Sitting at 6a is Brian Cashman. I really empathize with Cashman (as I'm sure others who lead professionally and are scrutinized in their profession). It's not hard to find an avenue to do if you can empathize with the decision-making. Even after a disaster of a season in 2023 (by Yankees standards), the polarizing leader went out and landed one of the greatest talents in baseball within days. And yet, some still have an issue with it. SMH.
5. LeBron James - The all-time scoring leader in NBA history for a "pass-first" guy is an accomplishment alone that is worth discussing. LeBron appreciation is exhausting as he's be the most closely followed superstar on a daily basis we've endured in North American sports, probably ever. The daily rhetoric and narratives are beyond exhausting. Just check any daytime television show.
However, for me, it's this simple territory of battling father time that continues to be absolutely fascinating. LeBron is in YEAR 21! Unprecedented.
4. Republican Party - It's the obvious. Watching (and feeling) the Republican Party try to wrestle and internally grapple with a party so divided on "conservatism". You can make the claims in some ways for the Dems as well, and truthfully, watching our two-party system move along this unsustainable way of how we try to express the political process and selection (and need) in this country. But, the GOP is the ultimate watch on this as there is Trump, it is anti-Trump, there is an older conservative guard, and there is a new ultra-right-wing movement - all battling for a claim to the GOP. Look no further than the recent debates for a glimpse into that realm.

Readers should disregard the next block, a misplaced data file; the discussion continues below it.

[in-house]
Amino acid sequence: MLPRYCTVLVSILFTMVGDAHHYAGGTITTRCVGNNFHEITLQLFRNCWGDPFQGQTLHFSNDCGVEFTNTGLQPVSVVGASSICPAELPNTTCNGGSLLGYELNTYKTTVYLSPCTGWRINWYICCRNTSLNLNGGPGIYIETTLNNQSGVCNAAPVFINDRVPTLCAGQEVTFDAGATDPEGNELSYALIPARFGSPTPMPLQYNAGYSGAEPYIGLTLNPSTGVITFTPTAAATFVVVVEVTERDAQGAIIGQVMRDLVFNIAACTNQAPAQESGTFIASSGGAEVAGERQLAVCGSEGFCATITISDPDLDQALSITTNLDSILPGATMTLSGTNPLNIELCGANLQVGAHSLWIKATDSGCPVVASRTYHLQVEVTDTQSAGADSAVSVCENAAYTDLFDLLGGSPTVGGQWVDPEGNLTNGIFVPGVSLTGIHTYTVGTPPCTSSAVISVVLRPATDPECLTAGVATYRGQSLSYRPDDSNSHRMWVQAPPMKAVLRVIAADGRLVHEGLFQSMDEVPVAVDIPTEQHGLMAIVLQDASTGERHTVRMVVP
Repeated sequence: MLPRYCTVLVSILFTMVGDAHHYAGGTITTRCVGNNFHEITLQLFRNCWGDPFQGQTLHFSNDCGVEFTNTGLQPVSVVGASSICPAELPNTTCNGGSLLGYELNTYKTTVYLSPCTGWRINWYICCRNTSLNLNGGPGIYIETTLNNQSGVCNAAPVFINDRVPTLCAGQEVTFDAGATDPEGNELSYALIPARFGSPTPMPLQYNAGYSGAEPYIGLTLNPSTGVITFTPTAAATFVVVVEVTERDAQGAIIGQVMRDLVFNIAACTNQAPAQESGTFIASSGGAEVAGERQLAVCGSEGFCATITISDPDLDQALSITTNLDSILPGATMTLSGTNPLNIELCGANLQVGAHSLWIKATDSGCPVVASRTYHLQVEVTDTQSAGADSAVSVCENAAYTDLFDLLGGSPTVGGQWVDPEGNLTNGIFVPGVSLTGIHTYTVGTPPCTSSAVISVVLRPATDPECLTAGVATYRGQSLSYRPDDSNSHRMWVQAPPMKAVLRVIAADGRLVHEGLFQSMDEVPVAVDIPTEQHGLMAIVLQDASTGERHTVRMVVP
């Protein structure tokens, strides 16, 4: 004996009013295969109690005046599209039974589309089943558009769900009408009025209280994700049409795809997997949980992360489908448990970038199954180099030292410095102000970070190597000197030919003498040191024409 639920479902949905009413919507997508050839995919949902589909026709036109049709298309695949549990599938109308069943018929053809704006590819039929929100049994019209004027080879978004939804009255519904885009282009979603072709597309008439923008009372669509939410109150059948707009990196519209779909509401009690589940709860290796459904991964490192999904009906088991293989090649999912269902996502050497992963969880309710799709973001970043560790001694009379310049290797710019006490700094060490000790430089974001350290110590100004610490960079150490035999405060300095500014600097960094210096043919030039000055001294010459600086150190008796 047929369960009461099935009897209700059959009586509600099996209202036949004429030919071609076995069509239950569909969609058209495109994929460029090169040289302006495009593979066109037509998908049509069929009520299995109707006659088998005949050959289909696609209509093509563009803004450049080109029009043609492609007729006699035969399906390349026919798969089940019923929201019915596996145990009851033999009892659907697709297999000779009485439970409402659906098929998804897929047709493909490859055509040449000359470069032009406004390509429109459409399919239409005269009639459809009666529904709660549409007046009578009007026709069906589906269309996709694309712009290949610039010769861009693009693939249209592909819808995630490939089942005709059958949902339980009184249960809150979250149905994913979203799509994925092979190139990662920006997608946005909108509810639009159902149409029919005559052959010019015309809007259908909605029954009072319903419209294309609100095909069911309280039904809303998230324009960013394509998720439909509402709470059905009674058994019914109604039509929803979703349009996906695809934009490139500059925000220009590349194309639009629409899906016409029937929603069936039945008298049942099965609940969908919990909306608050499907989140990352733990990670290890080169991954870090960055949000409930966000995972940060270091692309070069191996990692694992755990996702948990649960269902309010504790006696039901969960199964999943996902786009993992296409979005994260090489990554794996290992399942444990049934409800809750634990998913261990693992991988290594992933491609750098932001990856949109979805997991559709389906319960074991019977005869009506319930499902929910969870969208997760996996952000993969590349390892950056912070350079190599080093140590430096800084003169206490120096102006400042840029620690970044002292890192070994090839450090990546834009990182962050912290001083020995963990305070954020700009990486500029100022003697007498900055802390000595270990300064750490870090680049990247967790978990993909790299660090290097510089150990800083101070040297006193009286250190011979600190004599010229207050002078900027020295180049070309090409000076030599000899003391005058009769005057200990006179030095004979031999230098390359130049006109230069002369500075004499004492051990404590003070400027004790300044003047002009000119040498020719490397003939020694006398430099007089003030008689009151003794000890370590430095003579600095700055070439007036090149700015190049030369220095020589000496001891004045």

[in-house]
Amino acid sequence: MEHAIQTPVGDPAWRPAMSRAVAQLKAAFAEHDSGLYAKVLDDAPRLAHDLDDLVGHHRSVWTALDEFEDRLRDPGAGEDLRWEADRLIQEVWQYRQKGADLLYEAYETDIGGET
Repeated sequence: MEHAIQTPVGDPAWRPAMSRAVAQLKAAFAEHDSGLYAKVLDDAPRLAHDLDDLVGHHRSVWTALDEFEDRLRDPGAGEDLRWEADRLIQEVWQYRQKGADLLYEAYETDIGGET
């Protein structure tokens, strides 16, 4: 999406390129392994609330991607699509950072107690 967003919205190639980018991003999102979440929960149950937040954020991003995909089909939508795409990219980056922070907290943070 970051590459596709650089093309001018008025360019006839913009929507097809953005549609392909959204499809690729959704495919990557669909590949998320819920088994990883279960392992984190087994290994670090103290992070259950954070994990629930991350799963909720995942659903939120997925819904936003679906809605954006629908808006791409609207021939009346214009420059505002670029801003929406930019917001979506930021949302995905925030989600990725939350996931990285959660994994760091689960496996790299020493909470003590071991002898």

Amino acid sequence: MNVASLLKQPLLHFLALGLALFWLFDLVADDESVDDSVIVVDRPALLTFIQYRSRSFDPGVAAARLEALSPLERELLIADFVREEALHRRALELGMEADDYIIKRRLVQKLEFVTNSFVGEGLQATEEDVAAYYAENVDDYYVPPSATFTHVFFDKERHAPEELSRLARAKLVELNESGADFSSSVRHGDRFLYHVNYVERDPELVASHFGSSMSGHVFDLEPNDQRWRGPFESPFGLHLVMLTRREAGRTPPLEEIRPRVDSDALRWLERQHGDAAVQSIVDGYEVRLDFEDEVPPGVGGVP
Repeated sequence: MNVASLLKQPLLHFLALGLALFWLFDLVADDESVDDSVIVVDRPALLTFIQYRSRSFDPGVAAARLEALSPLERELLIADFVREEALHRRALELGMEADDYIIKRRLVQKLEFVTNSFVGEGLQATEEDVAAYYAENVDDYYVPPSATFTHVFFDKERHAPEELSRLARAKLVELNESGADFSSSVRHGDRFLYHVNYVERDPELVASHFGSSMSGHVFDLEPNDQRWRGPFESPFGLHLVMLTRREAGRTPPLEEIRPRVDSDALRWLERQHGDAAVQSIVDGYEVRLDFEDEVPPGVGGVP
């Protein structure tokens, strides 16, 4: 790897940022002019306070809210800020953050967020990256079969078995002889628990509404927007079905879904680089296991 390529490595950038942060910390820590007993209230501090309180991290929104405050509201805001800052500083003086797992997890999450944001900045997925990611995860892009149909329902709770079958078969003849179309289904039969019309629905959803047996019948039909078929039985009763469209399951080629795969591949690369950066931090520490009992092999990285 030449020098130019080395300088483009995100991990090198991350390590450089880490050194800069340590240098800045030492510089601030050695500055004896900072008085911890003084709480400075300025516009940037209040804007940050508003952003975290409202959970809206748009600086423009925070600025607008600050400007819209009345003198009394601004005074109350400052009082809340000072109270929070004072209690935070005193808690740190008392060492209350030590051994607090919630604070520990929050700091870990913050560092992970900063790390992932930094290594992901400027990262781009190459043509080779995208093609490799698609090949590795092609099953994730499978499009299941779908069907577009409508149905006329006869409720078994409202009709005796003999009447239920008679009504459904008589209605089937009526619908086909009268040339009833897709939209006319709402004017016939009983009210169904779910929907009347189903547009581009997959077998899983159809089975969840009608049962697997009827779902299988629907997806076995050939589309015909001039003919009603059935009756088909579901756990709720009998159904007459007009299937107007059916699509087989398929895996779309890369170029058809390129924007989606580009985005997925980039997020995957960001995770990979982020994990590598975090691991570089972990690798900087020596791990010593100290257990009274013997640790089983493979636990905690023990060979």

3. Housing Crisis - Houses are the least affordable in the nation in decades. Homelessness is up across the nation. Rent is super high. A whole generation is unable to purchase homes. A whole generation is staying home with their parents. An older generation is also living with the working generation. Yet, more luxury condos are being built than ever before. And more homes are left unattended.
What are we doing?!!
2. Education Climate - Unfortunately, I see this and witness this every day. Education climates and campuses are now battlegrounds for various political agendas, leaving - in my opinion - less room for our students to critically thinking and reason. We're into banning books. Demonizing teachers. And somehow, having political pacts within the education system and process that have made education spaces so much of a struggle than a place of support.
1. Extreme Circumstances - I won't ever forget walking through New York City this year with a heavy mask on, and what still seems unreal in memory - a hazy orange filter that engulfed reality. Smoke and whatever else from the Canadian wildfires. Of course, there was the extreme heat throughout the summer, and the days of floods that increased, and that's not counting everything else that feels a bit more consistent for "extreme" than we've seen before.
But those were just my experiences. All around the world, there felt like a rise in earthquakes, and extreme floods, and famines, and heatwaves, and droughts, and all sorts of extreme circumstances. Some felt supernatural. At times, it literally felt like the world was on fire in a real way beyond what man had done.